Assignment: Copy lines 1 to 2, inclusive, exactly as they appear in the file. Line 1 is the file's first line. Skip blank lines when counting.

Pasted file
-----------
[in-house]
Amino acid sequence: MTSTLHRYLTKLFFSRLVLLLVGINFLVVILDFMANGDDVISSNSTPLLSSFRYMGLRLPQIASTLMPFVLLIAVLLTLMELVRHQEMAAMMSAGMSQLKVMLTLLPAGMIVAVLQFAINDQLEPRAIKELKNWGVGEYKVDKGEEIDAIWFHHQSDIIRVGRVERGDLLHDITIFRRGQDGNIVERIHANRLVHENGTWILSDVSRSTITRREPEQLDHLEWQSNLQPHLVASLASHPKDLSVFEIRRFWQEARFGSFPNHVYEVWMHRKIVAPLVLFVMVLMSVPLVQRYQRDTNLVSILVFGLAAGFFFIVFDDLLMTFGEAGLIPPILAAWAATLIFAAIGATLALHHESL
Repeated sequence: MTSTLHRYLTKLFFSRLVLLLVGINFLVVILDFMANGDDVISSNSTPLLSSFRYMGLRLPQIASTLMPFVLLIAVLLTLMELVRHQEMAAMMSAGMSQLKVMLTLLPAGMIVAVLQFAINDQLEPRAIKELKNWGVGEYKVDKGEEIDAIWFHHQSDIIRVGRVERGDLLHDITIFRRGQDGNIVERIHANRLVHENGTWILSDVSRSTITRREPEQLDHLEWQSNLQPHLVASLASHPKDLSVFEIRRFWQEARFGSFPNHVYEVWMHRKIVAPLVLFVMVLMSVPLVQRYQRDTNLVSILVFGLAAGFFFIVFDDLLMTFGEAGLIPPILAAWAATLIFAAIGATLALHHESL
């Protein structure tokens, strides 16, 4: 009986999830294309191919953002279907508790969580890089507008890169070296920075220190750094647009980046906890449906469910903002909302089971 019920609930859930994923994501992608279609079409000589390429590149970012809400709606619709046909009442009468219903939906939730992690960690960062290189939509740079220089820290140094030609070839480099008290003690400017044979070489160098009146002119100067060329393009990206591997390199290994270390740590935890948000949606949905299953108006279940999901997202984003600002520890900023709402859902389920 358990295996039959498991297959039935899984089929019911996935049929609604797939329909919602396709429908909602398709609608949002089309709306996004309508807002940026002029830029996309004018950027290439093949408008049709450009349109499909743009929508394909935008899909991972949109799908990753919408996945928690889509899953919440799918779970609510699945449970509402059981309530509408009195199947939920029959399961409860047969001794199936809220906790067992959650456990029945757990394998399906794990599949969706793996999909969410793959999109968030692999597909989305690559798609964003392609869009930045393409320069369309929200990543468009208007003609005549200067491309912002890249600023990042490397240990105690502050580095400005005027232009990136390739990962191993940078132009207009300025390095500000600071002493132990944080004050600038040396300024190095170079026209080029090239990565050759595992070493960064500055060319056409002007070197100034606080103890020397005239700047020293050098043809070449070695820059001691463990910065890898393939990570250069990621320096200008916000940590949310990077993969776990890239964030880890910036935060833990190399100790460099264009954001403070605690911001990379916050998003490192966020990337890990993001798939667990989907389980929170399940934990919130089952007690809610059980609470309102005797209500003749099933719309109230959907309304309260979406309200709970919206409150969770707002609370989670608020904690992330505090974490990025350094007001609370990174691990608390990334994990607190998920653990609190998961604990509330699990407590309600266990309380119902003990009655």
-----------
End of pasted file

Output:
[in-house]
Amino acid sequence: MTSTLHRYLTKLFFSRLVLLLVGINFLVVILDFMANGDDVISSNSTPLLSSFRYMGLRLPQIASTLMPFVLLIAVLLTLMELVRHQEMAAMMSAGMSQLKVMLTLLPAGMIVAVLQFAINDQLEPRAIKELKNWGVGEYKVDKGEEIDAIWFHHQSDIIRVGRVERGDLLHDITIFRRGQDGNIVERIHANRLVHENGTWILSDVSRSTITRREPEQLDHLEWQSNLQPHLVASLASHPKDLSVFEIRRFWQEARFGSFPNHVYEVWMHRKIVAPLVLFVMVLMSVPLVQRYQRDTNLVSILVFGLAAGFFFIVFDDLLMTFGEAGLIPPILAAWAATLIFAAIGATLALHHESL